It’s a pretty common fact that many writers and bloggers listen to music while they are imposing their latest and greatest novels, short story, or blog post (it also helps conquer writer’s block). A 1993 study in literary journal nature stated that when the participants listened to a Mozart sonata, they scored higher on standardized tests of reasoning ability then participants to sat in silence. This allowed experts to reason that listening to music while completing a task that takes up abstract for spatial reasoning can positively influence work production. [Read more…]
It’s simple: search for @youropera and then add a line of 140 characters or less.
Tweets will be compiled and sent to be scored by composer Helen Porter, and will be performed at the Deloitte Ignite 09 (4-6 September, Royal Opera House, London). [Read more…]
The vibrant London live music scene is getting its first official airing on Twitter in August as the Twitgigs experiment begins.
On 6 August at The Vibe Bar, a battle-of-the-bands competition will take place featuring live on-screen Twitter feeds of the event.
The bands appearing — including Essay Like Nephew, The Seal Club Clubbing Club and Mike Dingham — have been picked because they already have a strong Twitter following, and Twitter users will vote for the winning band on the night. [Read more…]
Zemanta, the third-party blogging service that recently extended its reach to Safari and Chrome users, has announced that its users can now gain access to the Last.fm music database.
Bloggers using the service can now add contextual links to relevant tracks, videos, artist pages and other content stored in the Last.fm database.
Practically, this means that users who write about musicians and bands will gain access to a variety of information including biographies, artist photos and music video pages — and it’s all legal.
This will probably suit music and entertainment bloggers more than others, but others may find it useful to be able to link to this trusted information from time to time without fear of breaking copyright.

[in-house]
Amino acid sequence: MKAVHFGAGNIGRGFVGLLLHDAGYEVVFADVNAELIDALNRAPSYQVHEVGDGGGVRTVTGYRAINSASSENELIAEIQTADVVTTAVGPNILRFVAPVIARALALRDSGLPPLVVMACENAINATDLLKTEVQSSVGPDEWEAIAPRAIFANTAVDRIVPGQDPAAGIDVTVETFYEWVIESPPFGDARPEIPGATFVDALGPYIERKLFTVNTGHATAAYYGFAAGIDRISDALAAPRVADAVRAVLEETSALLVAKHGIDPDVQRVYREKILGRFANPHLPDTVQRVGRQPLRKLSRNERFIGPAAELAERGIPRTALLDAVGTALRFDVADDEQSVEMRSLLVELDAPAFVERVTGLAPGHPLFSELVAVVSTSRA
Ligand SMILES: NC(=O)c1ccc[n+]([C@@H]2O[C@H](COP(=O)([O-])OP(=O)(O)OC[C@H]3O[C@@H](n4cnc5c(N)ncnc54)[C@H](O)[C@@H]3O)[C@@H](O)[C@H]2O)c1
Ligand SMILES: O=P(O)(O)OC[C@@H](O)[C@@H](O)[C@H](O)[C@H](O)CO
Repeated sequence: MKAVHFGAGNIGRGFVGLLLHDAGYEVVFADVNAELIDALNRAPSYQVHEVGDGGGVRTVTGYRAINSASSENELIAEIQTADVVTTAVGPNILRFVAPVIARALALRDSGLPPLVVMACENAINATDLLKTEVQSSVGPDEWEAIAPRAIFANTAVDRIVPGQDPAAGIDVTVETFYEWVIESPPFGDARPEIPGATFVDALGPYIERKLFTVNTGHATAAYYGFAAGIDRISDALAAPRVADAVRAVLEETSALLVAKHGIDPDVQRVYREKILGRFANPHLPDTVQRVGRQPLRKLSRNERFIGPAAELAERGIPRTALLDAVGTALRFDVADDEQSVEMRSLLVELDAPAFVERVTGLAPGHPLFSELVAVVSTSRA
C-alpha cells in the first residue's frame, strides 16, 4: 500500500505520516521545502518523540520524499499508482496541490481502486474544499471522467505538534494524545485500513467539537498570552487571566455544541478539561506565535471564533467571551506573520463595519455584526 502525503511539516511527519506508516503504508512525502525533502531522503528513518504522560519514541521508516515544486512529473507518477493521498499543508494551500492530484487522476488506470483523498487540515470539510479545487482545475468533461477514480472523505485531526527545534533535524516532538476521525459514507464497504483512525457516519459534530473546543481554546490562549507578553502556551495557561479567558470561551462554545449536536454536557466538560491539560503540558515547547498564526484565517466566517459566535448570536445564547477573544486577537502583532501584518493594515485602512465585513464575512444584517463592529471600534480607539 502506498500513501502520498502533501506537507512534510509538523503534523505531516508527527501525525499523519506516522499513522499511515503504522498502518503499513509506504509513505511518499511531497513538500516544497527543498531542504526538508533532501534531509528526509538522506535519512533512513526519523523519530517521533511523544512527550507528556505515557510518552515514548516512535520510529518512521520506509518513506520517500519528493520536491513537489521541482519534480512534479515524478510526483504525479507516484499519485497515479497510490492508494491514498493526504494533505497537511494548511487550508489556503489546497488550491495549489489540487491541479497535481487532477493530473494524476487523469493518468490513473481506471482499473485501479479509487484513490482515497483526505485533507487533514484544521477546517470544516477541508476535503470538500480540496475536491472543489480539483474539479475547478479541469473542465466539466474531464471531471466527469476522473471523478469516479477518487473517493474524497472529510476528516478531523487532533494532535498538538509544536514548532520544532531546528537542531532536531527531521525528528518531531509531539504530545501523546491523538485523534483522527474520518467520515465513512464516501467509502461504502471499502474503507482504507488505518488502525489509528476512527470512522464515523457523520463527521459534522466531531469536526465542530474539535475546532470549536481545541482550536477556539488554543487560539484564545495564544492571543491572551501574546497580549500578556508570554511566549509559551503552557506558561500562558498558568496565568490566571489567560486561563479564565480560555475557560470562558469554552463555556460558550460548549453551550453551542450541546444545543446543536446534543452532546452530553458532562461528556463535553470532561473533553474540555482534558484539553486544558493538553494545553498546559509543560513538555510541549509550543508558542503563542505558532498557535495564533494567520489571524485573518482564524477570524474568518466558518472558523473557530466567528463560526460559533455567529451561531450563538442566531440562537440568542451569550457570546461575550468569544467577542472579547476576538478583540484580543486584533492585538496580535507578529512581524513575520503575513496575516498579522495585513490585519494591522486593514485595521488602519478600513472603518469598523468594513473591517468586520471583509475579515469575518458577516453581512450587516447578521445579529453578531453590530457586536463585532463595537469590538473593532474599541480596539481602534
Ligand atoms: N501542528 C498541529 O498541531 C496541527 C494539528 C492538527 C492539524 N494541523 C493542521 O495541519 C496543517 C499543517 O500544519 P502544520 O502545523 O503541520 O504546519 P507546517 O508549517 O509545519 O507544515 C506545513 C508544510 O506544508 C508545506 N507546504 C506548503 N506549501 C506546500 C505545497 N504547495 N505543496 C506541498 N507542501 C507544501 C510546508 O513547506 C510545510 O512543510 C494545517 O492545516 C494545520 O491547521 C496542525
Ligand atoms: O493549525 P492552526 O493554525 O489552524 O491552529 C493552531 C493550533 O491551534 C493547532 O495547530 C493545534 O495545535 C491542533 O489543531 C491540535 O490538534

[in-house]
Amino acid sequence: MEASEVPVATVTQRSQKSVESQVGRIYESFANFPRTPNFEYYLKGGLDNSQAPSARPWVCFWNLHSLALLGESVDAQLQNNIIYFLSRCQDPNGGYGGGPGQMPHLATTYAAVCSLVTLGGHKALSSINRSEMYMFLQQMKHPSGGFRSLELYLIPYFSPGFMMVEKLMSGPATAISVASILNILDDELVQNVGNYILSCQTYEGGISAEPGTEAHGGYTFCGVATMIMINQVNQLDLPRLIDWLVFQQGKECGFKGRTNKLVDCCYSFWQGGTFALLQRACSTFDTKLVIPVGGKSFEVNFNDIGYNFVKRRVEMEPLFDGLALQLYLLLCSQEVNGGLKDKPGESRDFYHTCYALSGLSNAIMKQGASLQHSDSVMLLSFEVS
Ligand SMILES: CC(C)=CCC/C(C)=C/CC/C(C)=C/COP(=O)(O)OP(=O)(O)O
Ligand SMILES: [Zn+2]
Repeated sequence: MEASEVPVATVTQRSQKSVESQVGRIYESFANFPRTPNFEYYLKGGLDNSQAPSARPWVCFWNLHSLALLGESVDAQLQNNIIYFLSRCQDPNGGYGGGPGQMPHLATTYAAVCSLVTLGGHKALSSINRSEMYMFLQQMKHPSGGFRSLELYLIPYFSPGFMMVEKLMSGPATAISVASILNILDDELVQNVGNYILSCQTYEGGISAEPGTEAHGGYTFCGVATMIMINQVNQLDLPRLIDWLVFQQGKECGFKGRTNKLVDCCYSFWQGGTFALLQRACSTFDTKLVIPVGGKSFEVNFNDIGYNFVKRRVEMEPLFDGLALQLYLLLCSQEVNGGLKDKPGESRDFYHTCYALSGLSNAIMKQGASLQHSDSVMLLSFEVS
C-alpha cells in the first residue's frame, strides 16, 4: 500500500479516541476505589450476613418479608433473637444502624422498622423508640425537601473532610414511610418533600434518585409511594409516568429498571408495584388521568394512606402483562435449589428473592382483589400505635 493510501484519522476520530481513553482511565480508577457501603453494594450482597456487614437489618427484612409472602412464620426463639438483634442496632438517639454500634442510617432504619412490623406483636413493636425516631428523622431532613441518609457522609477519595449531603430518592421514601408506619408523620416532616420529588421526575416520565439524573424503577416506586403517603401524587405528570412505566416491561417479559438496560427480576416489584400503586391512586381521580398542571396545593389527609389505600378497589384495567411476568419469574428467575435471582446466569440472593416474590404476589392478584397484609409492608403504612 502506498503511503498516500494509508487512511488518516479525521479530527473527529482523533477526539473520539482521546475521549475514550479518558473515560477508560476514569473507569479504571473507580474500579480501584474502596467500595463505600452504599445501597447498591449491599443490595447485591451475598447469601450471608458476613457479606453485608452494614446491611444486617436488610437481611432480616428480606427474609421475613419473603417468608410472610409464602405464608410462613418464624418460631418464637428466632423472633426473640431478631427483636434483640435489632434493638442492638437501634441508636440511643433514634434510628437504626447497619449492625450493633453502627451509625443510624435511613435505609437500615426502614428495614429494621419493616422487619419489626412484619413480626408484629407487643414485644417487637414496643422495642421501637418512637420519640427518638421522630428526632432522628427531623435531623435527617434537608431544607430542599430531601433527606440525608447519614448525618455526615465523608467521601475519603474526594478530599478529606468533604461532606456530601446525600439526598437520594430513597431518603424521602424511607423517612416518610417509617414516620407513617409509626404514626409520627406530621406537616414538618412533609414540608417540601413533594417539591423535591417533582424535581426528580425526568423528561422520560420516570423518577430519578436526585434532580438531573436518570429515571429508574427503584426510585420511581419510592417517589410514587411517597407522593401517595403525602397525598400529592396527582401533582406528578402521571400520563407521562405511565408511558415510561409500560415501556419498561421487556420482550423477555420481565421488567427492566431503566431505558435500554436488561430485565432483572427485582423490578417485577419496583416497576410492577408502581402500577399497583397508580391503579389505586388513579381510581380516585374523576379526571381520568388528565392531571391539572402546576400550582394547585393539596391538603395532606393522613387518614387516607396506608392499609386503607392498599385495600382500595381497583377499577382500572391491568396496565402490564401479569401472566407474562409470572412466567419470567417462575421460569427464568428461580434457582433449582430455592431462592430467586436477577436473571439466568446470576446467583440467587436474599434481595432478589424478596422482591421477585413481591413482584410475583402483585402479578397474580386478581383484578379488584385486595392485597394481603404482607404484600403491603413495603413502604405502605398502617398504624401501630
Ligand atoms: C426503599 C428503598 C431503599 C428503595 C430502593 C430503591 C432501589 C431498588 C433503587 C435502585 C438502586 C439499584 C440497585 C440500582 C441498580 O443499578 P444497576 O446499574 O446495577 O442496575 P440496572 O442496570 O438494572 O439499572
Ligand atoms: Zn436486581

The senior vice president of digital strategy at EMI has said that he believes that bands should only use Twitter if it’s fun and is building community.
Cory Ondrejka, who looks into ways for bands to interact with their fans online, told Music Ally:
“If you’re a band, you’re using Twitter because, y’know what, it’s really kinda fun giving your fans this blow-by-blow account of getting to the stage, or your bus breaking down in a snowstorm.
“Sharing stories is what builds communities, and for some artists that is really enjoyable. But if Twittering is work for you, maybe you should have someone else doing it for you. And that’s okay.”
For at least some sites and some bloggers, the holiday season has already begun on a rather depressing note. Sites that have posted prices or information from Wal-Mart’s upcoming “Black Friday” advertisements have already been threatened. At least one site, SearchAllDeals, has received a DMCA Takedown Notice regarding it.
Even though the copyright element of the claim is questionable, especially considering that you can not copyright facts, including prices, it is clear that the holidays can introduce a new set of copyright hazards for bloggers and other Webmasters.
So, as we rapidly approach the holiday season, here are five of the biggest copyright hazards that you may need to watch out for as you celebrate the season online. [Read more…]
Music has always held a ridiculously important place in my life. So on the way into work this morning, when I was struggling with blog topics to write about, a thought popped into my mind:
What if your blog was a band? Who would you want it to be?
First, you would need to figure out the type of “music” your blog is currently generating.
What is the tone of your posts? Are they short and punchy kinda like a Ramones or Bad Religion song?
Are they musically all over the place like a Queen song?
Do they have an introspective nature like a Coldplay or Radiohead?
I want my blog to be like Pearl Jam (though nowhere near as good or cool!). Their songs vary greatly in length (just like my posts), their tone is consistent (as far as knowing what you’ll get, yet still finding it enjoyable), and they put on an amazing live show (fewer edits!).
Most of their songs are solid, however there are a few tracks that are skippable. Though those are few and far between.
What band or music group is your blog like?